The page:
Parenting for the Win
Oct 26 2013
I’ve been parenting for the win a lot lately, and I just thought I’d share a couple things I’m doing exceptionally well so you can follow my example and better your parenting, too.
First, I accused my teenager of acting like a 5-year-old because she didn’t want to come out of her room for, you know, the whole weekend, so I was feeling rejected, hurt and powerless, and also the tiniest bit premenstrually enraged, and that’s always the best time to accuse others. That’s when she told me she was staying in her room because she was in a bad mood and didn’t want to take it out on others “since that’s what you say to do, Mom; if you can’t be kind, take some time alone until you can.”
This is also why I say to do what I say and not what I do. Because my ideas are WAY better than my execution, man.
So there was that for the parenting win.
And then my dad-in-law with his new bum shoulder needed some help moving boxes, and we happen to have a strapping 13 year old boy with excellent shoulders, a desperate need for activity and structure, and a frequently questionable work ethic. PERFECT. So Greg hollered down the stairs, “Hey, Ian?”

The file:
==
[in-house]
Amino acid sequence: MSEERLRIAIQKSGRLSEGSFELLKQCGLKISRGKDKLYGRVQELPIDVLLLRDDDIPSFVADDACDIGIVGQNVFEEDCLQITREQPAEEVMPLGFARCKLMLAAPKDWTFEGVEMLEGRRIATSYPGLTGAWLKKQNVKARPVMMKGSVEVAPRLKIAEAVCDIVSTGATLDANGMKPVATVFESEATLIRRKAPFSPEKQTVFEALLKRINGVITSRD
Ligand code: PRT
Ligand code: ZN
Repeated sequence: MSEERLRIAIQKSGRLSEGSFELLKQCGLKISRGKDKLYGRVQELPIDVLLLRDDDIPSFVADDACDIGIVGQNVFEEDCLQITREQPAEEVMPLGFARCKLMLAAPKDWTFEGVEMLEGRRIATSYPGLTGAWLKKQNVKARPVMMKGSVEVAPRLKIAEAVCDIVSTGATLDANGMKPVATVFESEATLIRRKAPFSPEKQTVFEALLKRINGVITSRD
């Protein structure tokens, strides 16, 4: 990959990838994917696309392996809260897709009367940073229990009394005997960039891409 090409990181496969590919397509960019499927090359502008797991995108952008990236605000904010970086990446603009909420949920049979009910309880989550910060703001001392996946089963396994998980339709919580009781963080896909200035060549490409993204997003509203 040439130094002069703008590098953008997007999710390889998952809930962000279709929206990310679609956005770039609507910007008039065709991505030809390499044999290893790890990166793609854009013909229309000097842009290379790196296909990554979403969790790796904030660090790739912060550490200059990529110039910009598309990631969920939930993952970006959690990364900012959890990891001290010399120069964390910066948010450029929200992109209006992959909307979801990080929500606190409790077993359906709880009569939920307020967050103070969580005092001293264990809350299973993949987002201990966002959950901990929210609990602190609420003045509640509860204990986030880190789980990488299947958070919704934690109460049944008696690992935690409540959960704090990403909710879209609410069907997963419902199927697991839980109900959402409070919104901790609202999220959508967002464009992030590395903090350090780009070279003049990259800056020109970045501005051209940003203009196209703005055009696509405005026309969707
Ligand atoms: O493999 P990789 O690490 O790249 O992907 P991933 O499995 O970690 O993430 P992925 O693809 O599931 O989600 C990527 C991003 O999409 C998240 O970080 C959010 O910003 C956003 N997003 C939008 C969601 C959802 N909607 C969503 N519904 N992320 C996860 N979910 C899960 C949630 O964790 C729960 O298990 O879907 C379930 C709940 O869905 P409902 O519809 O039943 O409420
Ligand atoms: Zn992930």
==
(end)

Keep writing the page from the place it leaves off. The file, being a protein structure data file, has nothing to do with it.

“What?” Ian hollered back, ’cause we’re one of those strict don’t-yell-in-the-house families.
“Grandpa’s gotta move some boxes toda…” and Greg didn’t even get through the sentence before that kid started yelling, “NOOOOOOOO! No! No! NOOOOOOOO!” And MAN that made me mad.
Minus the spitting because I’m not much of a spitter.
But brain-whirling mad, for sure.
I had so many thoughts in my brain, in fact, that they all backed up and I couldn’t figure out which one to yell first. Like, “Oh HELL no, kid. When someone in our family needs help, we do NOT start bellowing NO.” Or, “You get your little rear in gear right now, pal. And when you’re done helping Grandpa move boxes, I’ll give you some extra work so you can practice having a decent attitude about it.” Or, “GAH! WHY CAN’T YOU STOP BEING SUCH A TOTAL BUTT NUGGET?!”
You know, brain-whirling mad.
Which is when that same kid – the kid with expressive language disorder who takes some time to get his words out – finished his “NOOOOOOOO! No! No! NOOOOOOOO!” thought with, “NO! Grandpa should not do that! I’m strong. I go help him right now!”
Misjudge your kids much, Beth?
In conclusion, I hate it when my children are more mature than me. It really bites, you know?
Please feel free to join me this fine weekend and share your Parenting Wins, as well. Misery loves company. I swear.